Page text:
• Snow fall as far south as the Midlands and overnight frosts were described as "unusual" weather for mid May by the Met Office as the forecasters admitted the Jubilee could be a washout.
  • Just 17 days before summer starts, hail and sleet hit the morning rush-hour in Wolverhampton, West Mids, as well as Staffordshire, Shropshire, Cheshire and Durham.
snow, the midlands
Halfway through May and walkers on the moors above Teesdale in County Durham were met with hail, snow and bitterly cold winds
The Met Office said Scotland - where temperatures fell to a near record low for this time of year at -4C (25F) at Cairngorm, could see snow settling on the mountains and in the Pennines, Cumbria and southern Scotland,

Temperatures could even get below freezing overnight in the south in sheltered spots as the "unusual but not unprecedented" mid-May weather continues.

Usually temperatures are up to 16C (61F) at this time of year but even in the sunshine the mercury is only reaching 14C and in the wind most parts of the country are much colder.

The showers will ease off temporarily mid week before coming back in from the North West and hitting the South and South East by the weekend.

The passage of winds across the Atlantic, known as the jet stream, is part of the reason for the unsettled weather as it is creating a block of low pressure over the UK while southern Europe wallows in sunshine.

Comment: Well, almost:

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Also parts of Germany and Switzerland are covered with snow at the moment (the links given are unfortunately not in English).

The Met Office forecast the weather "looks to remain unsettled" until at least June 12, meaning showers could hit the Queen's Diamond Jubilee celebrations on June 3-5.

Dave Britton, of the Met Office, it was impossible to predict conditions for each day this far in advance but that the weather is likely to remain unsettled.

"Conditions look to remain rather unsettled and changeable towards the end of May and into early June," he said.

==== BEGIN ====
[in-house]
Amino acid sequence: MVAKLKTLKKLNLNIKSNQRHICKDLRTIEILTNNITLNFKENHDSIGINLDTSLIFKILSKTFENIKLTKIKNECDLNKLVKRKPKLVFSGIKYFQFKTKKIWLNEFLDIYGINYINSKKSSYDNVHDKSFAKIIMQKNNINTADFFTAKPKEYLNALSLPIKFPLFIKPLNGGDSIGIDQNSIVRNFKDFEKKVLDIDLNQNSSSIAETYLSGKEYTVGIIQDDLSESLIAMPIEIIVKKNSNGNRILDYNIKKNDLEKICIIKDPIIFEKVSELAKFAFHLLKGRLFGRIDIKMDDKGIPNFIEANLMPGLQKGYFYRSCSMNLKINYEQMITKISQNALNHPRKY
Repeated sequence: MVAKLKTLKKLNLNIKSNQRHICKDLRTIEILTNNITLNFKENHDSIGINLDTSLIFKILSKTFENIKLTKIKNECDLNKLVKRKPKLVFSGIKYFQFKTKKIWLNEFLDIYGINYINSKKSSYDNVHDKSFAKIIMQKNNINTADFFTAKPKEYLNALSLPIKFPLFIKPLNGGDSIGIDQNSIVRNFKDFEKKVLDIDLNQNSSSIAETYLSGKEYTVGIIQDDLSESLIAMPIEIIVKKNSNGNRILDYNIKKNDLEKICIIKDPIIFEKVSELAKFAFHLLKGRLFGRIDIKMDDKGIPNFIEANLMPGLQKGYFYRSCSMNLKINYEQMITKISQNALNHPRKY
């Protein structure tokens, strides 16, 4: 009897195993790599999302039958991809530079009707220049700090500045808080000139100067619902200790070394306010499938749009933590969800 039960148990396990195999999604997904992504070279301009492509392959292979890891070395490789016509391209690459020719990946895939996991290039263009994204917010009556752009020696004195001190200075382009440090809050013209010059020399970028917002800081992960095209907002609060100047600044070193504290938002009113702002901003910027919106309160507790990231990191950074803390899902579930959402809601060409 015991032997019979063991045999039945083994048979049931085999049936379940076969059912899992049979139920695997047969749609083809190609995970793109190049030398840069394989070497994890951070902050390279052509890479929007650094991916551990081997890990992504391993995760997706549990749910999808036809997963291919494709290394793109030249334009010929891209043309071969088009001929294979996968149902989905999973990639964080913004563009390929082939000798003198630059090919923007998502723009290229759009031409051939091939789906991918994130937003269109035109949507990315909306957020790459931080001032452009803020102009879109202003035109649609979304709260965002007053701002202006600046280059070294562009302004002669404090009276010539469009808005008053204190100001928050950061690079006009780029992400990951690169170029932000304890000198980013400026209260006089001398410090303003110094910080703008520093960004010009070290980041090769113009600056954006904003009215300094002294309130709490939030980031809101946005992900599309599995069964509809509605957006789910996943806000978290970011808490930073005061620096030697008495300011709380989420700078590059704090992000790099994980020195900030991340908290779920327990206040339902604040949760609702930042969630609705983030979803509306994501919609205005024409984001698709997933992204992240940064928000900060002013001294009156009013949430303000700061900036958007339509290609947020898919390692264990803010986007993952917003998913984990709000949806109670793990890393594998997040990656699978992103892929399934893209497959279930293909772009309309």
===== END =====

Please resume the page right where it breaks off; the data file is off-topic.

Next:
Weather Online, that gives more long range forecasts, said the Wimbledon tennis championships, running from June 25 to July 8, could also be wet.

The Olympics, from July 27 to August 12, will start at the end of a week's rain, with "indifferent" conditions meaning rain is due at some point during the Games

Simon Keeling of WeatherOnline said: "A cooler and showery regime will establish into mid-June, with low pressure meaning potential rain and windier weather for all areas.

"Unsettled weather looks to continue through the remainder of June, apart from the close of the month, but July will start cool with showers for all as high pressure will be too far west for normal high summer weather.

"Mid-month sees a much warmer regime but it's then downhill with rain for all until the final week of July.

"The pattern will attempt to revert but I doubt it will make it, so 'indifferent' would be the best term to describe the weather."

Netweather forecast rainfall in the South-East down 10 per cent in June - but up 15 per cent in July. The good news is temperatures are expected to be 1C (1.8F) above normal in June and up 2C in July.

Netweather forecaster Paul Michaelwhite said: "Rainfall may be below or close-to-average in June, but a good deal of the UK looks to be close to or above-average in July. June and June are expected to be warmer than average."